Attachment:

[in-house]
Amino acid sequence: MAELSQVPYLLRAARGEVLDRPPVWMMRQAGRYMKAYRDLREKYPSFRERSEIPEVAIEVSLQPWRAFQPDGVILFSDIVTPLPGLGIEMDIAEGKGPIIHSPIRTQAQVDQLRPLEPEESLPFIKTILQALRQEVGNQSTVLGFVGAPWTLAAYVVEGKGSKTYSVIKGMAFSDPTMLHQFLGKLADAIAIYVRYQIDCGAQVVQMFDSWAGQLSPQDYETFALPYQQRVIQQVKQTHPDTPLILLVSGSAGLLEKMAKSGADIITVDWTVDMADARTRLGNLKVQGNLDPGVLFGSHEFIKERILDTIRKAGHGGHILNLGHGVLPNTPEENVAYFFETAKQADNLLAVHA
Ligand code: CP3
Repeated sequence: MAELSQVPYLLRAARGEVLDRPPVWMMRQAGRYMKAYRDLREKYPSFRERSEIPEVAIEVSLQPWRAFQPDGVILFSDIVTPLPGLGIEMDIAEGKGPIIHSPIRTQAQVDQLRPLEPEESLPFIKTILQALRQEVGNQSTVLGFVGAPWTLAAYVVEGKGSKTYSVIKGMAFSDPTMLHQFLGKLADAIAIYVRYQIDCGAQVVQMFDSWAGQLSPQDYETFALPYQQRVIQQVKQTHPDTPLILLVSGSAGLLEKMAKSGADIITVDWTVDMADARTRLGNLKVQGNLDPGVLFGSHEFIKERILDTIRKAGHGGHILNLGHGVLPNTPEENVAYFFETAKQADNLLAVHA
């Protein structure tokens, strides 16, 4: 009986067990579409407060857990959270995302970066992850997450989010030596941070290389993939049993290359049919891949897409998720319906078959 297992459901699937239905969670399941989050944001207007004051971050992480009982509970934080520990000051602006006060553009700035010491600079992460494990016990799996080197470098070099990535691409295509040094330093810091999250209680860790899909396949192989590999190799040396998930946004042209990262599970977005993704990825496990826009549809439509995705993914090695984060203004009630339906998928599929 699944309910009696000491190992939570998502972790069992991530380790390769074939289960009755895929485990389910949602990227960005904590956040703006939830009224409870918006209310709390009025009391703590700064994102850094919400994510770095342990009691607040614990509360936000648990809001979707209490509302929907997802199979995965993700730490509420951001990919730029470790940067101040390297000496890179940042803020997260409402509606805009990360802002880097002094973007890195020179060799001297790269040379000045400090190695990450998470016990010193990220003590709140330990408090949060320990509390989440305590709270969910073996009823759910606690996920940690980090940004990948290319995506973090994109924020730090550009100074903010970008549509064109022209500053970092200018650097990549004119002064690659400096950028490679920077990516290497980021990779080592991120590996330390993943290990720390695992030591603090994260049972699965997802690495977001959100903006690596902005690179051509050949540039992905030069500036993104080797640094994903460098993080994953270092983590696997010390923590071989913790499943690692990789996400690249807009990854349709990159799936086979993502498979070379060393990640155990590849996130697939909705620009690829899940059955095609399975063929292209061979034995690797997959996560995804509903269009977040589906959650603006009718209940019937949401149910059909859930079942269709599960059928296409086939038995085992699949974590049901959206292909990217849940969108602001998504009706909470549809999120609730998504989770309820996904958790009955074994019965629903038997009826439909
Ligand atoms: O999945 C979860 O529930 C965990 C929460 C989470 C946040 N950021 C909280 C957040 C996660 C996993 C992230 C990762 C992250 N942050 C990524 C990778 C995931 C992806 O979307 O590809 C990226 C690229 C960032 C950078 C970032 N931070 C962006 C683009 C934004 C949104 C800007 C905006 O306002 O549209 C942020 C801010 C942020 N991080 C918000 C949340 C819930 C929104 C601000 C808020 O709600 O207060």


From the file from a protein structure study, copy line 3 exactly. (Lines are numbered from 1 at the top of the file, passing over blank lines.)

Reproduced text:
Ligand code: CP3